‘He was a goat but we loved him’: Cologne fans' tribute to Hennes VIII | Arne Steinberg

In all the depressing talk about a European Super League and the deplorable reform of the Champions League last week, there were more sad news for football fans around the world and especially for those in Cologne. Hennes VIII, the billy goat who served as club mascot from 2008-2019, was put down because of health reasons. He retired two years ago because of arthrosis and was replaced by Hennes IX.

It is perhaps difficult for people to understand what Hennes meant to FC Cologne fans but after the troubling attempts to distort football further by the big clubs this month more than ever he represents something that is increasingly missing: something supporters can relate to and feel proud about.

Cologne is not your average German city and neither is FC Cologne your average team. In 1950, a local circus gave the new club their first billy goat as a present. Hennes Weisweiler, who went on to become a club legend, was player-manager at the time and there was no surprise the first goat was given the name Hennes. Since then the club and their goat have been inseparable.

In the 1960s Hennes I even travelled to away games on the team bus but nowadays the mascot lives at the Cologne zoo and does not travel as much.

Hennes VIII was extremely popular. Families often came to see him more than the elephants or the lions at the zoo. Every fortnight Hennes VIII would watch the home games from his position near the touchline. Hennes IX is not able to carry out his duties at the moment because of the pandemic.

Hennes VIII took over as club mascot, at the age of one, in 2008. He went through tough and joyful times with the notoriously chaotic club. There were relegations from Bundesliga in 2012 and 2018 but also two promotions in 2014 and 2019. As Cologne qualified for European football for the first time in 25 years, Hennes VIII welcomed Arsenal, BATE Borisov and Red Star Belgrade to his second home in Müngersdorf.

“Hennes VIII was a special goat in many ways,” the Cologne vice-president, Eckhard Sauren, said last week. And indeed, he was special. Cologne fans will never forget how he managed to escape during half-time in a second-division game against VfR Aalen in 2014. As the supporters cheered, Hennes was able to avoid being captured and caused chaos on the pitch. When he was finally caught, the fans reacted with lots of boos. To this day Cologne fans argue his running was more agile and dynamic than most of the players that day.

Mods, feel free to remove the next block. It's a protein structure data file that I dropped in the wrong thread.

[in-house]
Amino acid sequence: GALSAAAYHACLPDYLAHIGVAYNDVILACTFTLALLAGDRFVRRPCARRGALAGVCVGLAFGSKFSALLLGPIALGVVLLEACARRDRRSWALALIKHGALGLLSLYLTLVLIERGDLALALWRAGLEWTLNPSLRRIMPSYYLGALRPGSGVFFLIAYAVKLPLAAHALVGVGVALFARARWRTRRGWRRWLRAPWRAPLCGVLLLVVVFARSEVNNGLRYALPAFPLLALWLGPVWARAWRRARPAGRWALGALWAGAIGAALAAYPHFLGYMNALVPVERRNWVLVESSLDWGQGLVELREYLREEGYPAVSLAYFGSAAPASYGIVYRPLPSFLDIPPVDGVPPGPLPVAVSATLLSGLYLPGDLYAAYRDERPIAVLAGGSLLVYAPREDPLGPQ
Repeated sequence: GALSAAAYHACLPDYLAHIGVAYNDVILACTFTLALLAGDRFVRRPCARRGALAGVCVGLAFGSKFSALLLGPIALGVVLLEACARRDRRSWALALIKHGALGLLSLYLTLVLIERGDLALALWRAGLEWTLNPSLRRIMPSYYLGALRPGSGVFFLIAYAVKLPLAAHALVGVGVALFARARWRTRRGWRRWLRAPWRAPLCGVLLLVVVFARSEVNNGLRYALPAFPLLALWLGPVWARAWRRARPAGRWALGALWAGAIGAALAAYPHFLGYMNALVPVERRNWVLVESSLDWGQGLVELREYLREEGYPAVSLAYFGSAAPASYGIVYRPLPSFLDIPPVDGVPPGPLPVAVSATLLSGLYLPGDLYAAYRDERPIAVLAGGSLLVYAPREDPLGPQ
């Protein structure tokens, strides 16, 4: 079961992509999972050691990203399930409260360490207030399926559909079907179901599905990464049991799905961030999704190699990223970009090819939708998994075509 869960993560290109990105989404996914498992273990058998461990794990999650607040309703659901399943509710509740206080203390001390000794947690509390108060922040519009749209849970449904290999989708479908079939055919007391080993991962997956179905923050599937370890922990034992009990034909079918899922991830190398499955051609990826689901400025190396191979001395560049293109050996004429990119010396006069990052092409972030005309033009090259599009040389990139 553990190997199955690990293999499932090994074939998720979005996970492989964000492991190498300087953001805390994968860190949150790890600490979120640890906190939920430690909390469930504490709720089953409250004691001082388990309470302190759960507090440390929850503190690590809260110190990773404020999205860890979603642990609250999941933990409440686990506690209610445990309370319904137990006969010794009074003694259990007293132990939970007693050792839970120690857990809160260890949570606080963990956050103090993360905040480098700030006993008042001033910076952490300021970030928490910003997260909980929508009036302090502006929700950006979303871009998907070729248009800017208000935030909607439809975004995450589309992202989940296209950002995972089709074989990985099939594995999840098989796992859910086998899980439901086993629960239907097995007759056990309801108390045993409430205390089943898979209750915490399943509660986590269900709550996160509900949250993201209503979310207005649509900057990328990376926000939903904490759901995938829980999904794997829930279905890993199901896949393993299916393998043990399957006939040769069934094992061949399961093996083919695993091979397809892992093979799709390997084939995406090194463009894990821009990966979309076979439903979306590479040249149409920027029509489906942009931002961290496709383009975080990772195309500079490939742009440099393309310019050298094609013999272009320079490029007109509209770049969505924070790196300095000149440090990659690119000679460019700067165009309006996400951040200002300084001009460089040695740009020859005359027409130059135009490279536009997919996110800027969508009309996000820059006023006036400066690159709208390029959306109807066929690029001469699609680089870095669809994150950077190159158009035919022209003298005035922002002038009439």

Anthony Ujah celebrates by grabbing Hennes VIII by the horns.
Anthony Ujah celebrates by grabbing Hennes VIII by the horns. Photograph: Alex Grimm/Bongarts/Getty Images

He was involved in controversy in 2015 after the forward Anthony Ujah grabbed him by the horns while celebrating a goal against Eintracht Frankfurt, which led to criticism from animal welfare groups.

For us as fans having a real-life mascot, rather than a person in a costume, is unique and a real asset to the club. Hennes VIII was a local celebrity, his entrance into the stadium a much-loved tradition.

In a football world where marketing and the maximisation of profit are the most important driving factors, an ordinary and smelly billy goat is always a most welcome change. Hennes VIII took us to Europe and we will always remember him. He may have been a goat, but we loved him.

Arne Steinberg is a sports journalist based in Cologne.

source: theguardian.com